I have just realized that the last post in this blog is from a while ago, when I was looking for a job, before I left my university position. I’ve happily moved on, and my blogging, though currently infrequent, has also moved on—to this site.

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Looking for a job

My time at the University of Victoria will be over in a few months, so I’m beginning to look for a job. More details here.

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Migrating my personal blog

Although most of my blogging time lately has gone into the Never Work in Theory blog, I might keep posting here about software development research stuff that doesn’t fit there. However, I’ve moved my other blog, which used to be under as well, into its own domain: you can now find it at I’ll be posting there about my news and thoughts, so please update your bookmarks/subscriptions/feeds if you want to keep up to date!

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Empirical Software Engineering at American Scientist

(Crossposted from Never Work in Theory.)

A feature article on recent developments on empirical software engineering, by Greg Wilson and myself, has just been published in the November-December issue of American Scientist. Electronic version available here. Thanks to Morgan Ryan, our editor at American Scientist, for all his help in preparing this piece!

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The IROP paper

If you keep track of recent developments in empirical software engineering, you may have already heard of the fantastic IROP study. I was too busy writing a paper to blog about it when Andreas Zeller presented it at PROMISE 2011, but here I go, in case you haven’t read it.

Basically, Zeller, Thomas Zimmermann, and Christian Bird did what I’m afraid some researchers in our field do on a regular basis: take some mining tools and some data, and then go nuts with them—abuse of them in the most absurd ways imaginable. Luckily, Zeller, Zimmermann, and Bird did it on purpose and as a parody.

Here’s what they did: take Eclipse data on code and errors, and correlate the two to find good predictors of bugs. Sounds sensible. But they did the correlation at the ASCII character level. So it turns out, for Eclipse 3.0, the characters that are most highly correlated with errors are the letters ‘i’, ‘r’, ‘o’, and ‘p’. What is a sensible researcher to do facing these findings? Well take those letters out of the keyboard, of course! Problem solved:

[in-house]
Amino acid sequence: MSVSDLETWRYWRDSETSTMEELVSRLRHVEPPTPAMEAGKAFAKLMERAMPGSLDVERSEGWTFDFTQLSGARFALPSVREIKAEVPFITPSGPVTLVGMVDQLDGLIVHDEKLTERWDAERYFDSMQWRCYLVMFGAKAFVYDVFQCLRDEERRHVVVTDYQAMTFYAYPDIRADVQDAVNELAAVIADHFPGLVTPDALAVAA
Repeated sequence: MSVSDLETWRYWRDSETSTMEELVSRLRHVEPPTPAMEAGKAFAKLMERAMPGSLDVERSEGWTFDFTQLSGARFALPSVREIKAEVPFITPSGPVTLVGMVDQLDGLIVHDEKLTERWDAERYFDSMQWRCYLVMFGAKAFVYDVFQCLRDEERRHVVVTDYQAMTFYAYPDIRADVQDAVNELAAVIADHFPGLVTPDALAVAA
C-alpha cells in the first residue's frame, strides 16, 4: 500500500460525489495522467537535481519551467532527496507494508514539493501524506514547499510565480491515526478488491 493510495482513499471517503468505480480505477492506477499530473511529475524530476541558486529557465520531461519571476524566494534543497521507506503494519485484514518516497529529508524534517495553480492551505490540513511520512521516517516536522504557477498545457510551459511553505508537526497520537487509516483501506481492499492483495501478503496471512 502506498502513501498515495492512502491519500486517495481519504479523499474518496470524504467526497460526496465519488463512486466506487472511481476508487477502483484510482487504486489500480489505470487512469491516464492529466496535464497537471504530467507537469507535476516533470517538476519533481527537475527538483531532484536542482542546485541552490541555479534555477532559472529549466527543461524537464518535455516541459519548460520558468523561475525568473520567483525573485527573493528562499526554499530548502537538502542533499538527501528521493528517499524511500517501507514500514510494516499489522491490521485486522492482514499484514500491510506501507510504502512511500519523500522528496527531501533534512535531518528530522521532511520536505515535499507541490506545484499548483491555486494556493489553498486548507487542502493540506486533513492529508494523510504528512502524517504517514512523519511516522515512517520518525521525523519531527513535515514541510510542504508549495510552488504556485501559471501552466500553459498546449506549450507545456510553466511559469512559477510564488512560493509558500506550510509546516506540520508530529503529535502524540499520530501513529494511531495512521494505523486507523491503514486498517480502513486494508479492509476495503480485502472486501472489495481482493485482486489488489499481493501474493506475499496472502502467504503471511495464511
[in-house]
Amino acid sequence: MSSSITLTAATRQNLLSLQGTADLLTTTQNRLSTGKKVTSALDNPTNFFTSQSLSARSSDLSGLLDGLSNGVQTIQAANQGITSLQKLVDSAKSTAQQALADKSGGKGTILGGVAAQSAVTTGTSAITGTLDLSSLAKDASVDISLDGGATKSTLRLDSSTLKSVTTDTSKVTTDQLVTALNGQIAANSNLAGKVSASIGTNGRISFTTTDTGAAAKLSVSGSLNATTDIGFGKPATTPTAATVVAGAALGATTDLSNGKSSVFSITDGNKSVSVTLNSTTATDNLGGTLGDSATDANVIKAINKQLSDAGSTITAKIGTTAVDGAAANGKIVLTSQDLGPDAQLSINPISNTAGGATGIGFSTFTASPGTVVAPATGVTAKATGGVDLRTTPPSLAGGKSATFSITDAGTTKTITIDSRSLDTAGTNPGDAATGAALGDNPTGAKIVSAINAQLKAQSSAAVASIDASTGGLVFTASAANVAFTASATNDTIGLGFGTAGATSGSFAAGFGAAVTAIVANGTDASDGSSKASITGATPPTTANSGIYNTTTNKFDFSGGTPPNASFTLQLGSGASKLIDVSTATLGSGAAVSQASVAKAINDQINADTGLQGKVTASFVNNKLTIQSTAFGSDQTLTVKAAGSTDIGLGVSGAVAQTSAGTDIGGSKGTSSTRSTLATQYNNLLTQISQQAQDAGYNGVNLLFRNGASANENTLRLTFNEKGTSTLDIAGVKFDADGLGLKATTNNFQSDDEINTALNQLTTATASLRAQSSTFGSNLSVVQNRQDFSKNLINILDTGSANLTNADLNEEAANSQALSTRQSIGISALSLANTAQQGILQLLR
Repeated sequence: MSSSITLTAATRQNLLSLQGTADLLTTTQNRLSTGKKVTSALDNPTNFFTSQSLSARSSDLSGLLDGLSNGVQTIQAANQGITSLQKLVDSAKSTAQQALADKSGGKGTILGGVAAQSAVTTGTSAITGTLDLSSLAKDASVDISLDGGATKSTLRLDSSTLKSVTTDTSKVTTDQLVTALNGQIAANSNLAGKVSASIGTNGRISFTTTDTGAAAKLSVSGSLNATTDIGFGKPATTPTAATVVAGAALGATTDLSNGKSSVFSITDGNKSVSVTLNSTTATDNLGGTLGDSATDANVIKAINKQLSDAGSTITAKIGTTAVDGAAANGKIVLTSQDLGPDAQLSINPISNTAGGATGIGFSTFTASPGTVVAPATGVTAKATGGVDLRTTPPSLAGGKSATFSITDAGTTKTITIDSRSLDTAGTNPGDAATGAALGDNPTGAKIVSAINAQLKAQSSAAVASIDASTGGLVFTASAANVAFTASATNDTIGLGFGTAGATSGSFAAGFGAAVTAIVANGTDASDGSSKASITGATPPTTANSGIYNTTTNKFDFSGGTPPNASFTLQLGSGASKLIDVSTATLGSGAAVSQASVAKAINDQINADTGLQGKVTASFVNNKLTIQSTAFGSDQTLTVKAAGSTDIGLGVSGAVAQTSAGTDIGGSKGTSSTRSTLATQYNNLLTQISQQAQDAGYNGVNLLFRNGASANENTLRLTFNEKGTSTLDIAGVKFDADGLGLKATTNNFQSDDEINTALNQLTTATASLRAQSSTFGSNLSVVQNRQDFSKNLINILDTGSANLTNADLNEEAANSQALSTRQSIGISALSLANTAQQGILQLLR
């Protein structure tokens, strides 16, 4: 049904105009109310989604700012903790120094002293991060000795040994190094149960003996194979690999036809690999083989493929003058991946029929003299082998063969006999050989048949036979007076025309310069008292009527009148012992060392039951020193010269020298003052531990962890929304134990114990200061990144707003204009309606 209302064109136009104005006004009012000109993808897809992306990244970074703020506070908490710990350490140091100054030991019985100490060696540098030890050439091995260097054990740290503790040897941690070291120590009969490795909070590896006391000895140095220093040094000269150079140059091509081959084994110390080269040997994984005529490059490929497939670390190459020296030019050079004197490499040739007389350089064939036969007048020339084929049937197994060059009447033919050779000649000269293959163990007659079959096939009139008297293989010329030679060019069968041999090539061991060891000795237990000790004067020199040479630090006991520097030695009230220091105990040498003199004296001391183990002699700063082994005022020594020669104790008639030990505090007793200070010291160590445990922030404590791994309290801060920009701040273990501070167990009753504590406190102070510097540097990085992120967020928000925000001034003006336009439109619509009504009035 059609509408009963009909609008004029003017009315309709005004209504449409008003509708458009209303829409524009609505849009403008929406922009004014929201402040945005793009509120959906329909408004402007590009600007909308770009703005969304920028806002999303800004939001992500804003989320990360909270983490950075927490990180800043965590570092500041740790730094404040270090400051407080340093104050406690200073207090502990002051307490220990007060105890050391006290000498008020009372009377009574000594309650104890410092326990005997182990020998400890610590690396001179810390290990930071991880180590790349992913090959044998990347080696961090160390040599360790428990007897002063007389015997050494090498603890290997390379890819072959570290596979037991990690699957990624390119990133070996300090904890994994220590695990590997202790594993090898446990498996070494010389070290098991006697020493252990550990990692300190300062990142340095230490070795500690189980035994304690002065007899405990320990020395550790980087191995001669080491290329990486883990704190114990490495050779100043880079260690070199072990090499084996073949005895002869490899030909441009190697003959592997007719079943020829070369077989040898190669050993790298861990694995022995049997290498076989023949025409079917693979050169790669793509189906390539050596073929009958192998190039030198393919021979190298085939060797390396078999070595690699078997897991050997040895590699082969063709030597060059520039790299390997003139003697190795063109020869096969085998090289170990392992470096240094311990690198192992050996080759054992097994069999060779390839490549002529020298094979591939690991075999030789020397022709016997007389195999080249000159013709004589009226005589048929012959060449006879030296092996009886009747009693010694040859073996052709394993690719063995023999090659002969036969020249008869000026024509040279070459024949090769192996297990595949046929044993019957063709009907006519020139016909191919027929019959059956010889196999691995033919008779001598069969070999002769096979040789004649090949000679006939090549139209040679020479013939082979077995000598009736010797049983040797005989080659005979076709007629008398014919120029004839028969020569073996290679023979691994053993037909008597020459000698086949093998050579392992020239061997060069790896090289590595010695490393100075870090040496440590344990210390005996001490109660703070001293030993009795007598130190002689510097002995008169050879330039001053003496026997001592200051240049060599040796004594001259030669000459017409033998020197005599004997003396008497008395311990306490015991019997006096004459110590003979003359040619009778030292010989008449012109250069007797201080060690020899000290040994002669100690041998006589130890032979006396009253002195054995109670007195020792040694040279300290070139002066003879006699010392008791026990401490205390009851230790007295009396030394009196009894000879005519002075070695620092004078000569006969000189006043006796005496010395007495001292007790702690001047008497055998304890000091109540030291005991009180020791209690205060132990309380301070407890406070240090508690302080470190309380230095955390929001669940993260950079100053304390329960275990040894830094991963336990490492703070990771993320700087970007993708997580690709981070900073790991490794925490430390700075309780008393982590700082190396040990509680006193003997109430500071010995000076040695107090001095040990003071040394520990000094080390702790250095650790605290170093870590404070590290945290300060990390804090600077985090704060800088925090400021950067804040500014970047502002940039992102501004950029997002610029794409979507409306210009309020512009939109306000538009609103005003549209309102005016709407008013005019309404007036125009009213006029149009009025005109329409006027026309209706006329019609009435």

The IROP keyboard

They then go over a supposed half-baked validation study with three interns, who reported great success in adapting to a life without ‘i’, ‘r’, ‘o’, and ‘p’ in their keyboards. Trial feedback:

We can shun these set majuscules, and the text stays just as swell as antecedently. Let us just ban them!

Near the end, the authors go over everything that’s wrong with their approach (lack of theoretical grounding, dishonest use of statistics, and a long et cetera). It’s a fun read, and instructive. Research, in general, needs more parodies. If you like this one, some of my other favourites are:

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Over at “Never Work in Theory”…

Just a reminder—over at the Never Work in Theory blog, we’ve already got about a couple dozen papers with empirical findings that (we think) are relevant for software practice. They’re beginning to cover a wide area: from parallel programming to teamwork dynamics to requirements prioritization to organizational structure. If you think of good and interesting papers that we haven’t discussed yet, drop me a note!

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Greg Wilson at the University of Victoria

Greg Wilson, editor of Beautiful Code, Making Software, and the Architecture of Open Source Applications, author of several other books, creator of the Software Carpentry project, and all-around great guy, will be giving a presentation at the University of Victoria tomorrow (July 7th) at 1pm: “What I learned in seven and a half years of being a professor that might be useful for those of you contemplating academic careers“. Room ECS 660. My guess is that you’ll get a lot out of it if you’re at all connected to software development, even if you’re not contemplating academic careers. All welcome!

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